He began to gather evidence that the quagga had been a subspecies of the plains zebra. For one thing, he discovered, European colonists, following the Hottentots' example, apparently regarded the two animals as interchangeable: they used the word "quagga" for both. Also, Rau knew taxidermy - hides - and he knew that plains zebras were far from uniformly striped. In fact, as you went south, their stripes faded out, and they got browner. In other words, they became more quaggalike. That suggested a spectrum between quaggas and zebras, rather than two boxes with one species in each.
The next step was to examine as many preserved quagga specimens as he could. Though there are known photographs of only one living quagga, there are 23 mounted quaggas preserved at various museums throughout the world. (There had been 24 until 1945, when drunken Russian troops occupying a villa where the Germans had moved the museum holdings of Konigsberg threw one out a window.) Rau visited many of the extant quaggas in the early 70's, carefully cataloging their markings. He went to Mainz, Leiden, Munich, Wiesbaden and Amsterdam. He was approaching 40 and had no other obligations in his life. ("I had a fiancée once," he told me enigmatically. "She married an American.") As his expertise in quagga became known, he was invited by museums to restore the tattered quaggas he found, and when he did, feeling he was correcting the errors of previous taxidermists, he made small changes - old preserved skin has very little give - that also had the effect of making the animals look more like plains zebras. If he could not shape the future, it seemed, he could at least remake the past.
For all Rau's diligence, he couldn't find any institutional support. Without it, he did not have the resources to keep and breed animals. "I was about to give up," he told me. Then in 1981 he heard from Oliver Ryder, a geneticist associated with the San Diego Zoo. Ryder was looking for blood and skin samples of living zebras, but Rau wrote him back that he had something better - muscle and blood vessels preserved from extinct quaggas. (Whoever had first skinned those quaggas had done a sloppy job, leaving small pieces of flesh connected to the hide.) Ryder was thrilled. It was the moment Rau had been waiting for - he had been keeping bits of quagga flesh in reserve ever since he remounted a quagga in 1969 - and he sent the samples off.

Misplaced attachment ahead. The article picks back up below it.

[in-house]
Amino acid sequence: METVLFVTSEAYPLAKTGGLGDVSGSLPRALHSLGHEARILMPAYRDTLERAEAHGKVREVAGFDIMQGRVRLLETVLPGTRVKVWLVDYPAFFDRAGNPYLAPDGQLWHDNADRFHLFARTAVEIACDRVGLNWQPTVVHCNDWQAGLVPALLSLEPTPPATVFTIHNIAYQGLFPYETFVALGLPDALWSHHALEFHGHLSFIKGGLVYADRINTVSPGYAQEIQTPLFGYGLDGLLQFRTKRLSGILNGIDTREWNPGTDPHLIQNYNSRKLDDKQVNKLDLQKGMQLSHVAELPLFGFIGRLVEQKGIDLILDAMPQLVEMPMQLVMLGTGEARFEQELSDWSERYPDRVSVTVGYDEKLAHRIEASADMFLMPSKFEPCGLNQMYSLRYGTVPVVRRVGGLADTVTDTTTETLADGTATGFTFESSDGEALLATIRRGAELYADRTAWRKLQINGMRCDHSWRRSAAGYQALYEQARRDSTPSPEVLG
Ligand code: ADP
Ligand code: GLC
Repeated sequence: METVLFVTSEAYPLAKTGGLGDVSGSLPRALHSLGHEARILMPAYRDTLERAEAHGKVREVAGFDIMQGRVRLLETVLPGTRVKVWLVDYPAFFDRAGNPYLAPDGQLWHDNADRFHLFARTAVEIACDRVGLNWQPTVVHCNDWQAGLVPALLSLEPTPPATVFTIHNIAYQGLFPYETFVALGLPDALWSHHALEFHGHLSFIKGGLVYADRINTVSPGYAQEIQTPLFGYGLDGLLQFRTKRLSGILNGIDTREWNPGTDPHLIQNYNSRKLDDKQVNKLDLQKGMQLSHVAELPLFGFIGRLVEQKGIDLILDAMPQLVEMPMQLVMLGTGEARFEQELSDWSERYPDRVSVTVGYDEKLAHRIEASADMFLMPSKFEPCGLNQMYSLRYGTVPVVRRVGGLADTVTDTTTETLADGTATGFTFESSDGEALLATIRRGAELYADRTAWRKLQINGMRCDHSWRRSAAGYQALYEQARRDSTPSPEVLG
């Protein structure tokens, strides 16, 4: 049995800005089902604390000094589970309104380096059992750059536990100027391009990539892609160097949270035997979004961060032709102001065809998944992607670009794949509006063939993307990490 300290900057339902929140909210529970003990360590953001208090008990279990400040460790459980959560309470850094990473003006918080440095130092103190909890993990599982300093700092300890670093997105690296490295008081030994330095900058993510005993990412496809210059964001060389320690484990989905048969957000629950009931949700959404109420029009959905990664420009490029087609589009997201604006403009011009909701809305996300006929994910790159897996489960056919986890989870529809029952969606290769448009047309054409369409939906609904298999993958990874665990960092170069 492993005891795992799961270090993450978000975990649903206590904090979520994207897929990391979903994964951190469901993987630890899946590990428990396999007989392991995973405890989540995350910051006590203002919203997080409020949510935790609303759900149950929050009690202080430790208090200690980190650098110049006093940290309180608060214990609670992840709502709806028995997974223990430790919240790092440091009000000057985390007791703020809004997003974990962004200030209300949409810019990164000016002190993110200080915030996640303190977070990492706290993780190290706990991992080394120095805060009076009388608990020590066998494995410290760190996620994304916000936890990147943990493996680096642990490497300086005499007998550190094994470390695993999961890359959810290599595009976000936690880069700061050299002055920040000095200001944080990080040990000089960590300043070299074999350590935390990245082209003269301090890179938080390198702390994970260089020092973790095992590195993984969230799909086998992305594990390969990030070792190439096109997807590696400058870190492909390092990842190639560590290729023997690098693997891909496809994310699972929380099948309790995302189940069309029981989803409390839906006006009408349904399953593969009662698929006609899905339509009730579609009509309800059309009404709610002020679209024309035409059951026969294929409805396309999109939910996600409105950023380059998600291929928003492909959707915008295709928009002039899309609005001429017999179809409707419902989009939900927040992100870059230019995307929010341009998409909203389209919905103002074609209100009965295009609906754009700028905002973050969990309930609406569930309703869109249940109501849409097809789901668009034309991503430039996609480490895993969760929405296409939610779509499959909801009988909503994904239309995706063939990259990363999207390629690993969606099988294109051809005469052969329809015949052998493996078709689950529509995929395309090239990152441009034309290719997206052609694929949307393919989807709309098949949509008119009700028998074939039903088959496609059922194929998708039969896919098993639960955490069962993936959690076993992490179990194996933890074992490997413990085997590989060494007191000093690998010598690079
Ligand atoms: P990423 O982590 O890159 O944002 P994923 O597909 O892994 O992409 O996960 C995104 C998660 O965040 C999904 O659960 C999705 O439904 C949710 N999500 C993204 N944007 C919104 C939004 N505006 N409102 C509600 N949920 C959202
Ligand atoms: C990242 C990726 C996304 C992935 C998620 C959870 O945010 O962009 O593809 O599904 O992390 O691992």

Over the next few years, researchers successfully extracted portions of DNA from the quagga tissue - an achievement that in 1984 made front-page news throughout the world. (In the book "Jurassic Park," the successful recovery of quagga DNA emboldens entrepreneurial scientists to try cloning dinosaurs.) Rau, however, was not interested in the big news of the announcement: that cloning extinct animals might one day be possible. He was interested in a related experiment by Ryder, published the following year, which compared the proteins in plains zebras and quaggas and reported that "the quagga probably ought to be considered a variant of the plains zebra and not a distant species." In a letter to Rau, Ryder wrote, "This, I am sure, does not surprise you."
For Rau, this was the long-sought confirmation that his dream was achievable. A quagga could, in theory, be bred back into existence from zebras. On the strength of this result, in part, Rau was able to move his project forward. In 1986, the Namibian national parks agreed to supply him with a group of plains zebras, and one year later it sent him a hodgepodge of zebras captured in the Etosha National Park. Rau had arranged with the Cape Department of Nature Conservation for a farm to be set aside for the zebras and to have them delivered there. Some zebras died on the way, and some were the wrong color for the experiment. "I was not impressed overall with the quality of what we had," Rau recalled. Still, after 12 years of trying to get the world's attention, he was glad he could make a start.